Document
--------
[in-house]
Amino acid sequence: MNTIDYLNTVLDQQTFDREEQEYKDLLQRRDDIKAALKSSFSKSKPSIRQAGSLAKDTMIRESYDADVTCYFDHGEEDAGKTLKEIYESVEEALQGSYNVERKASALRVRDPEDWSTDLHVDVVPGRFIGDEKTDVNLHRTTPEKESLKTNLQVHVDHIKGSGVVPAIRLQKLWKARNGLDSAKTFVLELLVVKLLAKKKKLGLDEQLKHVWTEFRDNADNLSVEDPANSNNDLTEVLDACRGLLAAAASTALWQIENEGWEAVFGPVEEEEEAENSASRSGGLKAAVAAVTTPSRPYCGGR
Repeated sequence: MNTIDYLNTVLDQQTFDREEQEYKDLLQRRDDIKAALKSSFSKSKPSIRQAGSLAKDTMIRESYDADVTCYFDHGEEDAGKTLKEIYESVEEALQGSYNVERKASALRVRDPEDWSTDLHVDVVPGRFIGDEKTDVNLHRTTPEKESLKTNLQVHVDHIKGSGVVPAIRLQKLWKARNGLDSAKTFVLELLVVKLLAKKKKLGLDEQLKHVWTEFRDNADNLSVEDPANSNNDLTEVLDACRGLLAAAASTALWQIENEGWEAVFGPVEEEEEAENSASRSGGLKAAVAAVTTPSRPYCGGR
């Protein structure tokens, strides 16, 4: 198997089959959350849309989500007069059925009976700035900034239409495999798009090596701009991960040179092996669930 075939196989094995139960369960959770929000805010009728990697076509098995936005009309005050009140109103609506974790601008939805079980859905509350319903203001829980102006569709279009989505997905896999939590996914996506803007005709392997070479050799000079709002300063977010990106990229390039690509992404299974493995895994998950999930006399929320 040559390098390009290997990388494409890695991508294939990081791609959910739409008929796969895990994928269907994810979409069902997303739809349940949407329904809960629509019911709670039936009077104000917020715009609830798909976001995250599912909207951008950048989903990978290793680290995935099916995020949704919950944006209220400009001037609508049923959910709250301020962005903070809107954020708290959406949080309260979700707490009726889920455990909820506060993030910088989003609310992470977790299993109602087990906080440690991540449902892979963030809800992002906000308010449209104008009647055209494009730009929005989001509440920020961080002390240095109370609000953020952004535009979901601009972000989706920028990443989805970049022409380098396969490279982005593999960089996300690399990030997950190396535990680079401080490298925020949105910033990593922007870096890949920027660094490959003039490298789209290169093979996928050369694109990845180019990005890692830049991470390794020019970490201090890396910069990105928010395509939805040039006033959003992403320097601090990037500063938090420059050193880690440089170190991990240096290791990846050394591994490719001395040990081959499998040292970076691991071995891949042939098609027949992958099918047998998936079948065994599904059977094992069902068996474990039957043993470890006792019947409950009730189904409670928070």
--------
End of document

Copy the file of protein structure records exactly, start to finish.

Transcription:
[in-house]
Amino acid sequence: MNTIDYLNTVLDQQTFDREEQEYKDLLQRRDDIKAALKSSFSKSKPSIRQAGSLAKDTMIRESYDADVTCYFDHGEEDAGKTLKEIYESVEEALQGSYNVERKASALRVRDPEDWSTDLHVDVVPGRFIGDEKTDVNLHRTTPEKESLKTNLQVHVDHIKGSGVVPAIRLQKLWKARNGLDSAKTFVLELLVVKLLAKKKKLGLDEQLKHVWTEFRDNADNLSVEDPANSNNDLTEVLDACRGLLAAAASTALWQIENEGWEAVFGPVEEEEEAENSASRSGGLKAAVAAVTTPSRPYCGGR
Repeated sequence: MNTIDYLNTVLDQQTFDREEQEYKDLLQRRDDIKAALKSSFSKSKPSIRQAGSLAKDTMIRESYDADVTCYFDHGEEDAGKTLKEIYESVEEALQGSYNVERKASALRVRDPEDWSTDLHVDVVPGRFIGDEKTDVNLHRTTPEKESLKTNLQVHVDHIKGSGVVPAIRLQKLWKARNGLDSAKTFVLELLVVKLLAKKKKLGLDEQLKHVWTEFRDNADNLSVEDPANSNNDLTEVLDACRGLLAAAASTALWQIENEGWEAVFGPVEEEEEAENSASRSGGLKAAVAAVTTPSRPYCGGR
């Protein structure tokens, strides 16, 4: 198997089959959350849309989500007069059925009976700035900034239409495999798009090596701009991960040179092996669930 075939196989094995139960369960959770929000805010009728990697076509098995936005009309005050009140109103609506974790601008939805079980859905509350319903203001829980102006569709279009989505997905896999939590996914996506803007005709392997070479050799000079709002300063977010990106990229390039690509992404299974493995895994998950999930006399929320 040559390098390009290997990388494409890695991508294939990081791609959910739409008929796969895990994928269907994810979409069902997303739809349940949407329904809960629509019911709670039936009077104000917020715009609830798909976001995250599912909207951008950048989903990978290793680290995935099916995020949704919950944006209220400009001037609508049923959910709250301020962005903070809107954020708290959406949080309260979700707490009726889920455990909820506060993030910088989003609310992470977790299993109602087990906080440690991540449902892979963030809800992002906000308010449209104008009647055209494009730009929005989001509440920020961080002390240095109370609000953020952004535009979901601009972000989706920028990443989805970049022409380098396969490279982005593999960089996300690399990030997950190396535990680079401080490298925020949105910033990593922007870096890949920027660094490959003039490298789209290169093979996928050369694109990845180019990005890692830049991470390794020019970490201090890396910069990105928010395509939805040039006033959003992403320097601090990037500063938090420059050193880690440089170190991990240096290791990846050394591994490719001395040990081959499998040292970076691991071995891949042939098609027949992958099918047998998936079948065994599904059977094992069902068996474990039957043993470890006792019947409950009730189904409670928070």